NERSCPowering Scientific Discovery Since 1974

Ten Projects Awarded NERSC Allocations under DOE’s ALCC Program

June 24, 2014 | Tags: NERSC

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NERSC Computer Room. Photo by Roy Kaltschmidt, LBNL

Under the Department of Energy’s (DOE) ASCR Leadership Computing Challenge (ALCC) program, 10 research teams at national laboratories and universities have been awarded 382.5 million hours of computing time at the National Energy Research Scientific Computing Center (NERSC). The ALCC, managed by DOE’s Advanced Scientific Computing Research (ASCR) awards time to researchers to pursue “high-risk, high-payoff” simulation research in energy-mission areas and national emergency mitigation.

In addition to supporting projects of interest to DOE, the ALCC program also aims to broaden the community of researchers capable of using leadership computing resources. In addition to NERSC, allocations are also awarded for supercomputers at Argonne and Oak Ridge national labs. NERSC, managed by Lawrence Berkeley National Laboratory, is the DOE Office of Science’s primary supercomputing center for science, supporting more than 5,000 users at universities, national labs and other research organizations,

ALCC awards support scientific and technological research in bioenergy, energy efficiency, turbomachinery design, fusion energy, high energy physics, materials science, nuclear physics, nuclear reactor safety, climate modeling and seismology. The following proposals received ALCC allocations at NERSC:

    • Ron Brightwell from Sandia National Laboratories received 40 million processor hours, of which 5 million are at NERSC, for “Hobbes: Operating System and Runtime Research for Extreme Scale.”
    • D.R. Ernst from MIT received 30 million processor hours for “Gyrokinetic Simulations of the Effect of Electron Heating on Particle and Electron Thermal Energy Transport in Magnetic Fusion Plasmas.”
    • Benjamin Gaddy from North Carolina State University received 7 million processor hours for “Controlling Conductivity in High-Al content AlGaN by Understanding Defect Formation Energies via DFT.”
    • Aytekin Gel from ALPEMI received 37.5 million processor hours for “Uncertainty Quantification in Coal Gasifier Simulations for Clean Energy Technology Development and Production.”
    • Salman Habib from Argonne National Laboratory received 176 million processor hours,  of which 76 million are at NERSC, for “Cosmic Frontier Computational End-Station.”
    • Christopher Holland from the University of California, San Diego, received 140 million processor hours, of which 50 million are at NERSC, for “Validation Studies of Gyrokinetic Simulations to Understand the Coupling of Ion and Electron Scale Turbulence in Tokamak Plasmas.”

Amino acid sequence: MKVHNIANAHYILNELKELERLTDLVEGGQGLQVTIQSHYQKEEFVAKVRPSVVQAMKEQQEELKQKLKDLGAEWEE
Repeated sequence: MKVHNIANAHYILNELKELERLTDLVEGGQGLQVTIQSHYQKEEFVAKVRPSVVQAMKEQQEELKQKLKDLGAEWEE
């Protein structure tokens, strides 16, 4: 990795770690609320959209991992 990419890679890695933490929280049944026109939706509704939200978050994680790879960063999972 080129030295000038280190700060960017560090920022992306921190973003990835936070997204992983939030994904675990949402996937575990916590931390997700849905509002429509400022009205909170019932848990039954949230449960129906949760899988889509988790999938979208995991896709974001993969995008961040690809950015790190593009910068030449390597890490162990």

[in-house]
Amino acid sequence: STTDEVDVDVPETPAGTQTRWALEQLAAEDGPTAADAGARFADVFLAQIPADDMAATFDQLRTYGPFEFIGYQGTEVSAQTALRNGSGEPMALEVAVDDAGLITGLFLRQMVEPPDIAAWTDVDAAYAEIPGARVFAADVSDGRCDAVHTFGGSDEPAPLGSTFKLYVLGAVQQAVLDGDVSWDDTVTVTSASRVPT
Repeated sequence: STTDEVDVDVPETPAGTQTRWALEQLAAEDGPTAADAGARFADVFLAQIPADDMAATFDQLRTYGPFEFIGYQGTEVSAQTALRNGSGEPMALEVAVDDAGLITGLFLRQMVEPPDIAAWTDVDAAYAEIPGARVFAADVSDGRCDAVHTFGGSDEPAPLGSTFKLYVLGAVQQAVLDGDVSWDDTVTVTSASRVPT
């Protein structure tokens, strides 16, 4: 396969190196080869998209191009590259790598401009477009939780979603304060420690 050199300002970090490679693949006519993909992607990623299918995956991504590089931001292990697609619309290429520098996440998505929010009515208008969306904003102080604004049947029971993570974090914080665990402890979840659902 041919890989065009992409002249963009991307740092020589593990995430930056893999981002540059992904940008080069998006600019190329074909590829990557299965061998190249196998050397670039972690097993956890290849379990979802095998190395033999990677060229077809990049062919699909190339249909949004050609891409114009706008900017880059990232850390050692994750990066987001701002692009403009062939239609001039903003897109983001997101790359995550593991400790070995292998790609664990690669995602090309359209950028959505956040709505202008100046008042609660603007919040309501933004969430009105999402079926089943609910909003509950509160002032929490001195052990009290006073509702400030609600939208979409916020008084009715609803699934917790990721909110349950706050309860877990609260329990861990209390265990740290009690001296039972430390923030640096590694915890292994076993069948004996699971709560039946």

• Thomas LeCompte from Argonne National Laboratory received 52,000,000 processor hours, of which 2 million are at NERSC, for “Simulation of Large Hadron Collider Events Using Leadership Computing.”
    • Noa Marom from Tulane University received 105 million processor hours, of which 30 million are at NERSC, for “Interfaces in Organic and Hybrid Photovoltaics.”
    • Barbara Romanowicz from the University of California, Berkley, received 6 million processor hours for “Application of Numerical Time-reversal Mirror for the Construction of Continental Scale Tomographic Model of the Upper Mantle Based on Full Waveform Seismic Inversion.”
    • Klaus Schulten from University of Illinois at Urbana-Champaign received 69 million processor hours for “Molecular Dynamics Studies of Biomass Degradation in Biofuel Production.”
    • David Trebotich from Lawrence Berkeley National Laboratory received 100 million processor hours, of which 50 million are at NERSC, for “Chombo-Crunch: Modeling Pore Scale Reactive Transport Processes Associated with Carbon Sequestration.”
    • John Turner from ORNL received 100 million processor hours, of which 20 million are at NERSC, for “Delivering Advanced Modeling & Simulation for Nuclear Energy Applications.”

About NERSC and Berkeley Lab
The National Energy Research Scientific Computing Center (NERSC) is the primary high-performance computing facility for scientific research sponsored by the U.S. Department of Energy's Office of Science. Located at Lawrence Berkeley National Laboratory, the NERSC Center serves more than 4,000 scientists at national laboratories and universities researching a wide range of problems in combustion, climate modeling, fusion energy, materials science, physics, chemistry, computational biology, and other disciplines. Berkeley Lab is a U.S. Department of Energy national laboratory located in Berkeley, California. It conducts unclassified scientific research and is managed by the University of California for the U.S. DOE Office of Science. »Learn more about computing sciences at Berkeley Lab.